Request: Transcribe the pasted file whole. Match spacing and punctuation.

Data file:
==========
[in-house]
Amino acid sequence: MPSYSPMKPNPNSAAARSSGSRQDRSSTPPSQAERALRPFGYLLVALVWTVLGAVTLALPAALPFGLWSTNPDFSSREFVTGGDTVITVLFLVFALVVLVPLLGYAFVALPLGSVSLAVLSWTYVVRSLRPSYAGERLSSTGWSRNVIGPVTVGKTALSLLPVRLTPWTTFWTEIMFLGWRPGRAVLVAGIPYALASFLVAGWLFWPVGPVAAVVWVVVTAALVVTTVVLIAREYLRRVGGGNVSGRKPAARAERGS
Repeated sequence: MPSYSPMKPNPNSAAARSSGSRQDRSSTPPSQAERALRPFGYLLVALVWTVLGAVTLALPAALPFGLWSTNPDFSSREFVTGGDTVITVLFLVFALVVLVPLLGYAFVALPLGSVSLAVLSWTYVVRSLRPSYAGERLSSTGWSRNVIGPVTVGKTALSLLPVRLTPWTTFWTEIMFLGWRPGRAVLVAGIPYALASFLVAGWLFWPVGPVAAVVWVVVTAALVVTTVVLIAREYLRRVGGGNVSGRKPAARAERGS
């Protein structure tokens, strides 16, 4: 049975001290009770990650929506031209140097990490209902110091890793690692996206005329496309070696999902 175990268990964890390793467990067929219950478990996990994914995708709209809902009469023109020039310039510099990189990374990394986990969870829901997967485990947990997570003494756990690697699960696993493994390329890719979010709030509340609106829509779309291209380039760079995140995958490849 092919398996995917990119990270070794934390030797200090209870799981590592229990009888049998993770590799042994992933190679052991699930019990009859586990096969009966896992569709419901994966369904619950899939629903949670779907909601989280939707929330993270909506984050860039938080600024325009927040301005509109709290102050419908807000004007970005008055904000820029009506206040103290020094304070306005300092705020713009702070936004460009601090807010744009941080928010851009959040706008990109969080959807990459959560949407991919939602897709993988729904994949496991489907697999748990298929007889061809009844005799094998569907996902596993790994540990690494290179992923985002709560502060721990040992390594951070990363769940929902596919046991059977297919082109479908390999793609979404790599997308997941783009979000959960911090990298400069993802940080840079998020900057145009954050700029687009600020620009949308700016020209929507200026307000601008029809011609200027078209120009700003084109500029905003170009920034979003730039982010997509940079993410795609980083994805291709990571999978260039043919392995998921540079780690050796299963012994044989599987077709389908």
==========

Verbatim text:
[in-house]
Amino acid sequence: MPSYSPMKPNPNSAAARSSGSRQDRSSTPPSQAERALRPFGYLLVALVWTVLGAVTLALPAALPFGLWSTNPDFSSREFVTGGDTVITVLFLVFALVVLVPLLGYAFVALPLGSVSLAVLSWTYVVRSLRPSYAGERLSSTGWSRNVIGPVTVGKTALSLLPVRLTPWTTFWTEIMFLGWRPGRAVLVAGIPYALASFLVAGWLFWPVGPVAAVVWVVVTAALVVTTVVLIAREYLRRVGGGNVSGRKPAARAERGS
Repeated sequence: MPSYSPMKPNPNSAAARSSGSRQDRSSTPPSQAERALRPFGYLLVALVWTVLGAVTLALPAALPFGLWSTNPDFSSREFVTGGDTVITVLFLVFALVVLVPLLGYAFVALPLGSVSLAVLSWTYVVRSLRPSYAGERLSSTGWSRNVIGPVTVGKTALSLLPVRLTPWTTFWTEIMFLGWRPGRAVLVAGIPYALASFLVAGWLFWPVGPVAAVVWVVVTAALVVTTVVLIAREYLRRVGGGNVSGRKPAARAERGS
């Protein structure tokens, strides 16, 4: 049975001290009770990650929506031209140097990490209902110091890793690692996206005329496309070696999902 175990268990964890390793467990067929219950478990996990994914995708709209809902009469023109020039310039510099990189990374990394986990969870829901997967485990947990997570003494756990690697699960696993493994390329890719979010709030509340609106829509779309291209380039760079995140995958490849 092919398996995917990119990270070794934390030797200090209870799981590592229990009888049998993770590799042994992933190679052991699930019990009859586990096969009966896992569709419901994966369904619950899939629903949670779907909601989280939707929330993270909506984050860039938080600024325009927040301005509109709290102050419908807000004007970005008055904000820029009506206040103290020094304070306005300092705020713009702070936004460009601090807010744009941080928010851009959040706008990109969080959807990459959560949407991919939602897709993988729904994949496991489907697999748990298929007889061809009844005799094998569907996902596993790994540990690494290179992923985002709560502060721990040992390594951070990363769940929902596919046991059977297919082109479908390999793609979404790599997308997941783009979000959960911090990298400069993802940080840079998020900057145009954050700029687009600020620009949308700016020209929507200026307000601008029809011609200027078209120009700003084109500029905003170009920034979003730039982010997509940079993410795609980083994805291709990571999978260039043919392995998921540079780690050796299963012994044989599987077709389908």